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30th November 2018

LGB students at higher risk of suicide and self-harm

Recent research has revealed that LGB students are 24% more likely to commit self-harm, and 21% more likely to attempt suicide in their lifetime.
LGB students at higher risk of suicide and self-harm
Photo: Sander van der Wel @Wikimedia Commons

New research by a team from the University of Manchester, Leeds Beckett University, Lancaster University, and Edith Cowan University has found that LGB students are at higher risk of self-harm and suicide attempts.

The study, published in the Archives of Suicide Research, looked at non-suicidal self-harm (such as hair-pulling, cutting, scratching, burning, or non-lethal drug usage), as well as actual suicide attempts. It found that 65% of LGB students had self-harmed over their lifetimes versus 41% of heterosexual students. 35% of LGB students were found to have previously attempted suicide compared to 14% of heterosexual students.

Participants from various faculties across two UK universities were asked to complete a survey that examined the correlation between LGB status and previous attempts of self-harm and suicide. The survey also assessed psychological variables that potentially explain such destructive behaviours such as anxiety, depression, self-esteem, and a sense of belonging.

The research suggested that a depreciated sense of belonging may account for the link between LGB status and suicide attempts. Negative self-esteem, or self-concept more broadly, was also linked to worse mental health outcomes for LGB individuals.

The paper references that many LGB youths face stigmatisation as a result of their minority status. LGB people face disproportionately high instances of social exclusion including discrimination, micro-aggression, and rejection from community networks. As a result, many previous studies have also found that LGB individuals have faced severe adverse impacts on their mental health.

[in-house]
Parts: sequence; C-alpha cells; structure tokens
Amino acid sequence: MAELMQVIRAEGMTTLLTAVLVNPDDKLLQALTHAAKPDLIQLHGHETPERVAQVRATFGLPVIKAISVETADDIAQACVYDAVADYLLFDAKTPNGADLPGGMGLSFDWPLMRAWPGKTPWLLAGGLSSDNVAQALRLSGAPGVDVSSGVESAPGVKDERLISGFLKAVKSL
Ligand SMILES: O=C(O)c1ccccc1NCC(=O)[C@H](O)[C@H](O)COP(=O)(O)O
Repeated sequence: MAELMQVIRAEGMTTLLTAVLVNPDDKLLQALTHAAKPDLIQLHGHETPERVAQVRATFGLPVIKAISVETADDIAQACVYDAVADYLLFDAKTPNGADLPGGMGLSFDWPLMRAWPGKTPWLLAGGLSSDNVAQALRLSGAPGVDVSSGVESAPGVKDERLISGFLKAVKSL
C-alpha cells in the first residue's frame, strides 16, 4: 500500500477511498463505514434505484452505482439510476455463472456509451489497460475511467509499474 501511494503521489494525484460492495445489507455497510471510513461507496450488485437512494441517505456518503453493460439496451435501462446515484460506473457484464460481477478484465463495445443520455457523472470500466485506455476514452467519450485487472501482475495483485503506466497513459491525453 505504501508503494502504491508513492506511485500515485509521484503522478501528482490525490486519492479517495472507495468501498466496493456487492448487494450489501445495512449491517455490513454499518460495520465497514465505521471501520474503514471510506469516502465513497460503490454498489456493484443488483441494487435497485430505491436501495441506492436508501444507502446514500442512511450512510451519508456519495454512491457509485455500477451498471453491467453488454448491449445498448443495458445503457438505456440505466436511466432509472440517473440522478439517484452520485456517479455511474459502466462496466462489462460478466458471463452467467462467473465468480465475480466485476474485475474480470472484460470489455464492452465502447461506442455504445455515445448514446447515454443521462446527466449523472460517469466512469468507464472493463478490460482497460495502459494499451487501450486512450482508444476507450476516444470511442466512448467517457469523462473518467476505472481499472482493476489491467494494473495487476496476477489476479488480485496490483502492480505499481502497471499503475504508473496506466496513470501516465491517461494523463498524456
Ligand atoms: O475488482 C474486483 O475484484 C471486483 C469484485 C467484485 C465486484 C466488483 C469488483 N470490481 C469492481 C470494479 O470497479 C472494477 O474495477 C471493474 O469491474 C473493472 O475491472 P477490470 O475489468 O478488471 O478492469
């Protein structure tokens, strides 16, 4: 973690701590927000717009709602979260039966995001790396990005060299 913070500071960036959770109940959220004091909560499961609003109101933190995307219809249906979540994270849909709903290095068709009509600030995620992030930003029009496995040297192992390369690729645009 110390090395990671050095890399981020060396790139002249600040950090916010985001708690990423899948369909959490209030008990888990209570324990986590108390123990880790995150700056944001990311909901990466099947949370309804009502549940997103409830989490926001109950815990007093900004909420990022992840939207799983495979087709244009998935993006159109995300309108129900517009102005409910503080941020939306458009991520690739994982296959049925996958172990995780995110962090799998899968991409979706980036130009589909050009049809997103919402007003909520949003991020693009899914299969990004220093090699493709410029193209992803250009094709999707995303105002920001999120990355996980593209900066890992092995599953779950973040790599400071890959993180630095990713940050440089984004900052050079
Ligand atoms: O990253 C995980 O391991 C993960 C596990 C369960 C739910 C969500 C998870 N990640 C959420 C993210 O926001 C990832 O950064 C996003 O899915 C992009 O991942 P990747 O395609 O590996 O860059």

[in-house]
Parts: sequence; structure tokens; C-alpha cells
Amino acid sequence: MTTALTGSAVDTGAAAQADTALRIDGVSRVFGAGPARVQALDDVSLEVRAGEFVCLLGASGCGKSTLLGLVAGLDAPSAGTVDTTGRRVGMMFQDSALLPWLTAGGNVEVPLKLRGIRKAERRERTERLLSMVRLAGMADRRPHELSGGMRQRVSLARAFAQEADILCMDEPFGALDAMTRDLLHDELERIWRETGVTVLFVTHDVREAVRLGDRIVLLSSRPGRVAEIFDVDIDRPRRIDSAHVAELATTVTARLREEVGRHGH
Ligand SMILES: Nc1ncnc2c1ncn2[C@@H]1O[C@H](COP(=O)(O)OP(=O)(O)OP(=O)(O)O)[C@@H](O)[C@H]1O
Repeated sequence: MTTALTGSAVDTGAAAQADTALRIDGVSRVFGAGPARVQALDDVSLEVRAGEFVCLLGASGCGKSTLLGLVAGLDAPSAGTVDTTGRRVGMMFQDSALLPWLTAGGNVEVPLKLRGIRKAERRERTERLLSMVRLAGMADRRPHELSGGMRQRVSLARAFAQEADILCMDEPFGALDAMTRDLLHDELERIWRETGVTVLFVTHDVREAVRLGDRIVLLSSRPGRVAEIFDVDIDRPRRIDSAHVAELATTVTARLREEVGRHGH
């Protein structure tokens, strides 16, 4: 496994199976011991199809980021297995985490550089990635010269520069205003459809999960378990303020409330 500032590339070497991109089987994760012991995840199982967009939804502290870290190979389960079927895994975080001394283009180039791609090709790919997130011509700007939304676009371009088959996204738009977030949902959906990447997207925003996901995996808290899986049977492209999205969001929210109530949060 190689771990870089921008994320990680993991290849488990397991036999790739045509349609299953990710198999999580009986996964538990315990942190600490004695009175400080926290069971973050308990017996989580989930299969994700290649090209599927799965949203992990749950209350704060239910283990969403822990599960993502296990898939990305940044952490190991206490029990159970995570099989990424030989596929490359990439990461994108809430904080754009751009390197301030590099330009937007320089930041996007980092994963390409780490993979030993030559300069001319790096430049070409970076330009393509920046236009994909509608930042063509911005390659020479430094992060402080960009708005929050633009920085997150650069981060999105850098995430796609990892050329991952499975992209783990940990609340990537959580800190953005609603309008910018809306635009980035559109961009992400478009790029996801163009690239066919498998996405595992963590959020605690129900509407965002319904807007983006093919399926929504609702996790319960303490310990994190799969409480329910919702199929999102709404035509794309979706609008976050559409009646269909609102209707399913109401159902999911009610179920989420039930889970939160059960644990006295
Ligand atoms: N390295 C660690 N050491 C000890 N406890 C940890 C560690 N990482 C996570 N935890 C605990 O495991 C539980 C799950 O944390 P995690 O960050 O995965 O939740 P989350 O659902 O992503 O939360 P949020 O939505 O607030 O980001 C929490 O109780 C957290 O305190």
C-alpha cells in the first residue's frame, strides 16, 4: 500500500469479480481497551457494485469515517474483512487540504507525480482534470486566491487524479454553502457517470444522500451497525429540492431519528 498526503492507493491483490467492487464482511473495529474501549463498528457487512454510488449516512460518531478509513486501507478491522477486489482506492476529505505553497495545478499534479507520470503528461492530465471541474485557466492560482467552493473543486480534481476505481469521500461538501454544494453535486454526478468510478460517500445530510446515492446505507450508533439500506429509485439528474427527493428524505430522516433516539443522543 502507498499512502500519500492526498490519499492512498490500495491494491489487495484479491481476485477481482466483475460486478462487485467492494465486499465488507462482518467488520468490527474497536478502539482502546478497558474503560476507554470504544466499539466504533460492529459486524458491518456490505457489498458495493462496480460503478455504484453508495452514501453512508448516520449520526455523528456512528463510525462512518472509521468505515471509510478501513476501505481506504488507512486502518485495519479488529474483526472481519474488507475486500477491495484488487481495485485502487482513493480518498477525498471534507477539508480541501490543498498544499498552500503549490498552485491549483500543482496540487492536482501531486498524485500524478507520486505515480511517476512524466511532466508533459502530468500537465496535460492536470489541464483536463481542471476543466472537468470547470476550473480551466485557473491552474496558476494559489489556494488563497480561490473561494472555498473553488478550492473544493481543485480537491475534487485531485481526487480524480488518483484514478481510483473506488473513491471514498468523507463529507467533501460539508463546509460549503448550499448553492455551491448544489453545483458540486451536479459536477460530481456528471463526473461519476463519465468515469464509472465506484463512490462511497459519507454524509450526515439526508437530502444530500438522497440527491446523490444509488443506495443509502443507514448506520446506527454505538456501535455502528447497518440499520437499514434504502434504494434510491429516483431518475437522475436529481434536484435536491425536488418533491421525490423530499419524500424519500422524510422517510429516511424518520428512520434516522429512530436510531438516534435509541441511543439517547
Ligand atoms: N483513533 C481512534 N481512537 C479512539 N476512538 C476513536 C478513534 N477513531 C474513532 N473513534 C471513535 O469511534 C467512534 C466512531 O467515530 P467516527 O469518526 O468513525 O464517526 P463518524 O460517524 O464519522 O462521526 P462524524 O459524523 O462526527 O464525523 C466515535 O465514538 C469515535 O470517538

The team recommended further investigation into these psychological mediators and their connections to LGB status. Dr Peter Taylor, a clinical lecturer at the University, noted that “surprisingly, there is little data on the psychological mechanisms that might explain the association between being lesbian, gay or bisexual, and self-harm in UK students”.

These findings corroborate much of the existing literature around the prevalence of mental health issues in the LGB community. Many previous psychiatric and clinical studies show that LGB people show disproportionate excesses of mental disorders, suicide, substance abuse, and deliberate self-harm.

The UK government has recently focused on improving mental health care facilities for young people, emphasising higher-education students. Dr Taylor added that, “prevention and intervention efforts directed at these psychological mediators by Universities may help to reduce risks in this population.

“Universities are already doing a lot of good things in this area such as counselling and psychological support which is targeted at LGB people.”

If you are experiencing any suicidal thoughts or desires to self-harm, please seek help. The University offers counselling services and mental health support. You can also contact confidential listening services such as Nightline (0300 003 7029) and Samaritans (0161 236 8000).

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